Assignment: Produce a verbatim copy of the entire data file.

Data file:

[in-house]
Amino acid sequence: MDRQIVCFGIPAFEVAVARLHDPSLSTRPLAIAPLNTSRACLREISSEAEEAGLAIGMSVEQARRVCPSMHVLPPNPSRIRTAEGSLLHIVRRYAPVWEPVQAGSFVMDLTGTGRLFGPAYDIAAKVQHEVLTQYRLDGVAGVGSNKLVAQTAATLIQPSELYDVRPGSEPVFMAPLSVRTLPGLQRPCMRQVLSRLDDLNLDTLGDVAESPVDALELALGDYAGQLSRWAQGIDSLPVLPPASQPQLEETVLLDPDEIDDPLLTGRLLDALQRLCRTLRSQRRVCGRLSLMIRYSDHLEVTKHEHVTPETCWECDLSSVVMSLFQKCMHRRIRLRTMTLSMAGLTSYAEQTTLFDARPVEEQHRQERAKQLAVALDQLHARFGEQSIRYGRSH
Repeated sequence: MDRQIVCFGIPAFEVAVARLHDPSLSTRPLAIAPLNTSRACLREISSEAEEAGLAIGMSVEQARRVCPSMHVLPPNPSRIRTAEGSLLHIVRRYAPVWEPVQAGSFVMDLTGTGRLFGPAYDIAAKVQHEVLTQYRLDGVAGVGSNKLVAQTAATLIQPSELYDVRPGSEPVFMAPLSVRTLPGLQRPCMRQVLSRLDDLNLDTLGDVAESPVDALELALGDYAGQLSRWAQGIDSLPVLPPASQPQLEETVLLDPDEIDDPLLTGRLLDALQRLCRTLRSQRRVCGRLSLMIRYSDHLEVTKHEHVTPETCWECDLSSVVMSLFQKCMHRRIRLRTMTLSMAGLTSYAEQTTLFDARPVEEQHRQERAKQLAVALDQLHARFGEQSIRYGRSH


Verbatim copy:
[in-house]
Amino acid sequence: MDRQIVCFGIPAFEVAVARLHDPSLSTRPLAIAPLNTSRACLREISSEAEEAGLAIGMSVEQARRVCPSMHVLPPNPSRIRTAEGSLLHIVRRYAPVWEPVQAGSFVMDLTGTGRLFGPAYDIAAKVQHEVLTQYRLDGVAGVGSNKLVAQTAATLIQPSELYDVRPGSEPVFMAPLSVRTLPGLQRPCMRQVLSRLDDLNLDTLGDVAESPVDALELALGDYAGQLSRWAQGIDSLPVLPPASQPQLEETVLLDPDEIDDPLLTGRLLDALQRLCRTLRSQRRVCGRLSLMIRYSDHLEVTKHEHVTPETCWECDLSSVVMSLFQKCMHRRIRLRTMTLSMAGLTSYAEQTTLFDARPVEEQHRQERAKQLAVALDQLHARFGEQSIRYGRSH
Repeated sequence: MDRQIVCFGIPAFEVAVARLHDPSLSTRPLAIAPLNTSRACLREISSEAEEAGLAIGMSVEQARRVCPSMHVLPPNPSRIRTAEGSLLHIVRRYAPVWEPVQAGSFVMDLTGTGRLFGPAYDIAAKVQHEVLTQYRLDGVAGVGSNKLVAQTAATLIQPSELYDVRPGSEPVFMAPLSVRTLPGLQRPCMRQVLSRLDDLNLDTLGDVAESPVDALELALGDYAGQLSRWAQGIDSLPVLPPASQPQLEETVLLDPDEIDDPLLTGRLLDALQRLCRTLRSQRRVCGRLSLMIRYSDHLEVTKHEHVTPETCWECDLSSVVMSLFQKCMHRRIRLRTMTLSMAGLTSYAEQTTLFDARPVEEQHRQERAKQLAVALDQLHARFGEQSIRYGRSH